Death rates in France

Leray et al. Excess Mortality in Patients with Multiple Sclerosis Starts at 20 Years from Clinical Onset: Data from a Large-Scale French Observational Study.PLoS One. 2015 Jul 6;10(7):e0132033. doi: 10.1371/journal.pone.0132033. eCollection 2015.

BACKGROUND: Recent studies in multiple sclerosis (MS) showed longer survival times from clinical onset than older hospital-based series. However estimated median time ranges widely, from 24 to 45 years, which makes huge difference for patients as this neurological disease mainly starts around age 20 to 40. Precise and up-to-date reference data about mortality in MS are crucial for patients and neurologists, but unavailable yet in France.

OBJECTIVES: Estimate survival in MS patients and compare mortality with that of the French general population.

METHODS: We conducted a multicenter observational study involving clinical longitudinal data from 30,413 eligible patients, linked to the national deaths register. Inclusion criteria were definite MS diagnosis and clinical onset prior to January, 1st 2009 in order to get a minimum of 1-year disease duration.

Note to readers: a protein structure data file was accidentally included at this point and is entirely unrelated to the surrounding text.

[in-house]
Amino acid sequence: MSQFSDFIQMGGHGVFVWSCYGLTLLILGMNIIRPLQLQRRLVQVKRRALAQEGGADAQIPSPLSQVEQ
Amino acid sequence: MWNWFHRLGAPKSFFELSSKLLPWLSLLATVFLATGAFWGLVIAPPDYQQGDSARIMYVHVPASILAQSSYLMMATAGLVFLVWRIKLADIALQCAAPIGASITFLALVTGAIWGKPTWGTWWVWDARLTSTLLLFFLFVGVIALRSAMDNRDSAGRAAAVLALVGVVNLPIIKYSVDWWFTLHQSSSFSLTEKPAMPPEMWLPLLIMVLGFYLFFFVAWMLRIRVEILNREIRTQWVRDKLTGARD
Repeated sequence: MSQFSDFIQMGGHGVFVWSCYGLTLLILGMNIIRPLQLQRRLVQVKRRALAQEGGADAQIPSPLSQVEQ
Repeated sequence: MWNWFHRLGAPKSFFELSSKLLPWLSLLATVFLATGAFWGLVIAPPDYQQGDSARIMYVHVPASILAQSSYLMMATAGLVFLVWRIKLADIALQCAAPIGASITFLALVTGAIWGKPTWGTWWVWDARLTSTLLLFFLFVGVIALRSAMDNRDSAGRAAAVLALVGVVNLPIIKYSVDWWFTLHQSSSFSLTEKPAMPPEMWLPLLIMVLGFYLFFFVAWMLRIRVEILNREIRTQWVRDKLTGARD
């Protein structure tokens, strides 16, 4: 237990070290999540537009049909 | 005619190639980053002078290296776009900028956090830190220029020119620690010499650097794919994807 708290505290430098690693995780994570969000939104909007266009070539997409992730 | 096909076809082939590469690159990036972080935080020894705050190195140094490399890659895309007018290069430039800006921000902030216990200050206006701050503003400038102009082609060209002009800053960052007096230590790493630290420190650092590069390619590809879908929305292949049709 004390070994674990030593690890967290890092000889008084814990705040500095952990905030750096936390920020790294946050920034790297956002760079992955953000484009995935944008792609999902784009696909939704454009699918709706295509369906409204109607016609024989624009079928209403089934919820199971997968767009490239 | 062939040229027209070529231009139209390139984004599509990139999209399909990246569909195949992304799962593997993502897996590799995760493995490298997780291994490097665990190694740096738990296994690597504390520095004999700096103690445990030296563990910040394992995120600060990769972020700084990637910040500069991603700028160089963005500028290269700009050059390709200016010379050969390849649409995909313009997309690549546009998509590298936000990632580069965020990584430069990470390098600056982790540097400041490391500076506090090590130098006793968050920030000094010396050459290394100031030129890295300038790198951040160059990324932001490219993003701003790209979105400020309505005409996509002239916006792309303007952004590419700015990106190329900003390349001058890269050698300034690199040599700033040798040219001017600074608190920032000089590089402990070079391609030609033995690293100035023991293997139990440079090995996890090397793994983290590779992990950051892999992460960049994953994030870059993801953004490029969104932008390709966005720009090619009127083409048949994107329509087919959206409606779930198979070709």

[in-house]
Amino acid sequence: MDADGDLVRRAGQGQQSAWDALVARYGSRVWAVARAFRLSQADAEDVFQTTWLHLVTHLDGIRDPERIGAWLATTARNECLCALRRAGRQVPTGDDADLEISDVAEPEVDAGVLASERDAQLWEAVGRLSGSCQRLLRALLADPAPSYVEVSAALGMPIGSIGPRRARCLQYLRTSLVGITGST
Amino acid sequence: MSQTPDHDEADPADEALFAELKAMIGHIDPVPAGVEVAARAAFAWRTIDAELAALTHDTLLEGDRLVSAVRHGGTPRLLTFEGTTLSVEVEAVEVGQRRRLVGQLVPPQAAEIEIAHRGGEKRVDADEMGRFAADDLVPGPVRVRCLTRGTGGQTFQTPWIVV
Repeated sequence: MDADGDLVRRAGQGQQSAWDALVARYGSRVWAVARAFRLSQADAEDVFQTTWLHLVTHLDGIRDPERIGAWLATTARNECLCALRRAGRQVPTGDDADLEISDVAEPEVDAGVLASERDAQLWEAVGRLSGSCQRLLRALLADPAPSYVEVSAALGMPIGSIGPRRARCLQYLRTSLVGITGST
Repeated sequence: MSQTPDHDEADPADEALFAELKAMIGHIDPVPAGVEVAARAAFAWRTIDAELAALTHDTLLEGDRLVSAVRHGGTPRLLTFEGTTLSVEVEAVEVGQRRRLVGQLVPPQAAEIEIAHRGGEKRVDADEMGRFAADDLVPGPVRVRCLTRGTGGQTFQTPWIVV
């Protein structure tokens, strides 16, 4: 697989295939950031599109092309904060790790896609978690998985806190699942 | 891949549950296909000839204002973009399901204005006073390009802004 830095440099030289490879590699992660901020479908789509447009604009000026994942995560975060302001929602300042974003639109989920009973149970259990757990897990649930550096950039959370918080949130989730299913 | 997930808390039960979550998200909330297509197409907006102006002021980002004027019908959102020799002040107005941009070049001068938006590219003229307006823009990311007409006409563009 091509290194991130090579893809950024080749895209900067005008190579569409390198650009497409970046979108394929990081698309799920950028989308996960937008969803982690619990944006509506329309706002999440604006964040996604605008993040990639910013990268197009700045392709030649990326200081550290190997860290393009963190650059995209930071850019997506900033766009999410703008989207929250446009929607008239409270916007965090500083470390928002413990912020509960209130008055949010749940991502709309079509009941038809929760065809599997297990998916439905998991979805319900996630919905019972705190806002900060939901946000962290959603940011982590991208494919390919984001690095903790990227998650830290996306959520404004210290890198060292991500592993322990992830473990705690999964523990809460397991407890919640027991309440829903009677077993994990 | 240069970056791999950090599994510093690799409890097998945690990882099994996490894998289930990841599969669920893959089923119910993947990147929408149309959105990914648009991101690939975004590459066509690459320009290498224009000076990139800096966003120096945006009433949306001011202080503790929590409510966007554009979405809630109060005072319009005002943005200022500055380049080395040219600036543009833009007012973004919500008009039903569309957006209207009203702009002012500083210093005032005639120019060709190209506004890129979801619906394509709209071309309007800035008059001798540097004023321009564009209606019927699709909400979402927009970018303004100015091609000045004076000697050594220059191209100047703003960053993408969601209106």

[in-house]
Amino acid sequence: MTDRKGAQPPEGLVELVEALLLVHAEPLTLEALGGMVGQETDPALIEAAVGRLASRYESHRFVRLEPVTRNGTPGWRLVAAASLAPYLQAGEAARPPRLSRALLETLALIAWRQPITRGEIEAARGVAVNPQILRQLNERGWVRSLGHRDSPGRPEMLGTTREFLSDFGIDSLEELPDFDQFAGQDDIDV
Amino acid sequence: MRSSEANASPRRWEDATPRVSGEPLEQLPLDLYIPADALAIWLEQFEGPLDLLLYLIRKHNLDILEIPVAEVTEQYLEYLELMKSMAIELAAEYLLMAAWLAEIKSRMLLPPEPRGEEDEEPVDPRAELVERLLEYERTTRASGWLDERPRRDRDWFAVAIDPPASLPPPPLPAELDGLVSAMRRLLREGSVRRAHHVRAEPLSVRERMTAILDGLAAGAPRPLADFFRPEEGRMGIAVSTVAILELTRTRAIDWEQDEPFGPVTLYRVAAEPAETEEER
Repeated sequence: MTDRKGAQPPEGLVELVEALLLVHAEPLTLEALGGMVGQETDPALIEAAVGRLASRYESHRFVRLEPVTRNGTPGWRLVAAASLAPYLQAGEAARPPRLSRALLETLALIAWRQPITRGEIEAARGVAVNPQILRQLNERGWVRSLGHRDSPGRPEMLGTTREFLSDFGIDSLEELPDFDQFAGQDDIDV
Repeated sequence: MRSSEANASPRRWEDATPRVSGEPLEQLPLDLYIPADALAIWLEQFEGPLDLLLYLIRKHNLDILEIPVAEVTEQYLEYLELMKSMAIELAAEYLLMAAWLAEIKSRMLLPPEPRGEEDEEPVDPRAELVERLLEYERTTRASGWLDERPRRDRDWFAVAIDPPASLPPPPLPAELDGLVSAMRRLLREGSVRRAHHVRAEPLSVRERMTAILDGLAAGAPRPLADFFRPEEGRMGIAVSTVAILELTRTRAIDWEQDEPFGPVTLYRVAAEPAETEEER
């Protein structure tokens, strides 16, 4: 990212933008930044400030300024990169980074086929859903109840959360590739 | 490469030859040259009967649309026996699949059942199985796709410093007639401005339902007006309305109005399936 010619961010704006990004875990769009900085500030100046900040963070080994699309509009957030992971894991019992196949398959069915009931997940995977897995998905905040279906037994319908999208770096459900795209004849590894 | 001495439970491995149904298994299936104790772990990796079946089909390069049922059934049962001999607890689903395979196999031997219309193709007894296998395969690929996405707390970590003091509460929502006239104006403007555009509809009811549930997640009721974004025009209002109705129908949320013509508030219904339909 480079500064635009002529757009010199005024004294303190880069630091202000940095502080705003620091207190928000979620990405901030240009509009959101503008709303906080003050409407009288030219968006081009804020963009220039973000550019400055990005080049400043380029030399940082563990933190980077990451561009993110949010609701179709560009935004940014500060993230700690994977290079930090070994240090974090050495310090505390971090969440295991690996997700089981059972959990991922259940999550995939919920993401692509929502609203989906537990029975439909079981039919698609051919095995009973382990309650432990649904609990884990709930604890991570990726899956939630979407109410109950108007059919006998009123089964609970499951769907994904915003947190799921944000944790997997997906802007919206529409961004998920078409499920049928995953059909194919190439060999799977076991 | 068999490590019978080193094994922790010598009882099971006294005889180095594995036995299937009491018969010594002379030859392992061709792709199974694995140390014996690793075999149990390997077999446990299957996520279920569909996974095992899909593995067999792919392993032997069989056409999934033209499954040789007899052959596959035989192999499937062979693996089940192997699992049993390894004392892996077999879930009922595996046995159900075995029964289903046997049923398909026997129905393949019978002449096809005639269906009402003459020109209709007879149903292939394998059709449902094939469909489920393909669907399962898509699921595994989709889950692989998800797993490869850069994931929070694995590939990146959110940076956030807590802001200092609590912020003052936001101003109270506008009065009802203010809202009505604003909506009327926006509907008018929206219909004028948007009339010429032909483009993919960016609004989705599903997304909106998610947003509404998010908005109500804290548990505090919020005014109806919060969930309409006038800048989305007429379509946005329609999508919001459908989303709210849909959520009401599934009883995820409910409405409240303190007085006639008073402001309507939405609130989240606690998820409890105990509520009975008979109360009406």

RESULTS: After removing between-center duplicates and applying inclusion criteria, the final population comprised 27,603 MS patients (F/M sex ratio 2.5, mean age at onset 33.0 years, 85.5% relapsing onset). During the follow-up period (mean 15.2 +/- 10.3 years), 1569 deaths (5.7%) were identified; half related to MS. Death rates were significantly higher in men, patients with later clinical onset, and in progressive MS. Overall excess mortality compared with the general population was moderate (Standardized Mortality Ratio 1.48, 95% confidence interval [1.41-1.55]), but increased considerably after 20 years of disease (2.20 [2.10-2.31]).

CONCLUSIONS: This study revealed a moderate decrease in life expectancy in MS patients, and showed that the risk of dying is strongly correlated to disease duration and disability, highlighting the need for early actions that can slow disability progression.

To conclude, the results of the SURVIMUS study show that there is a moderate decrease in life expectancy for MS patients, and that the risk of dying is strongly correlated with disease duration, and probably disability progression, highlighting the need for actions that can delay disability progression. Even though excess mortality starts only after 20 years of disease duration, interventions such as DMTs or multidisciplinary care should be started as soon as possible in the disease course in order to maximize their efficacy in slowing down disability progression,

Kaplan-Meier estimates revealed that 89.6% [88.9-90.2] and 72.3% [70.4-74.1] of MS patients were still alive 25 and 40 years after clinical onset respectively.

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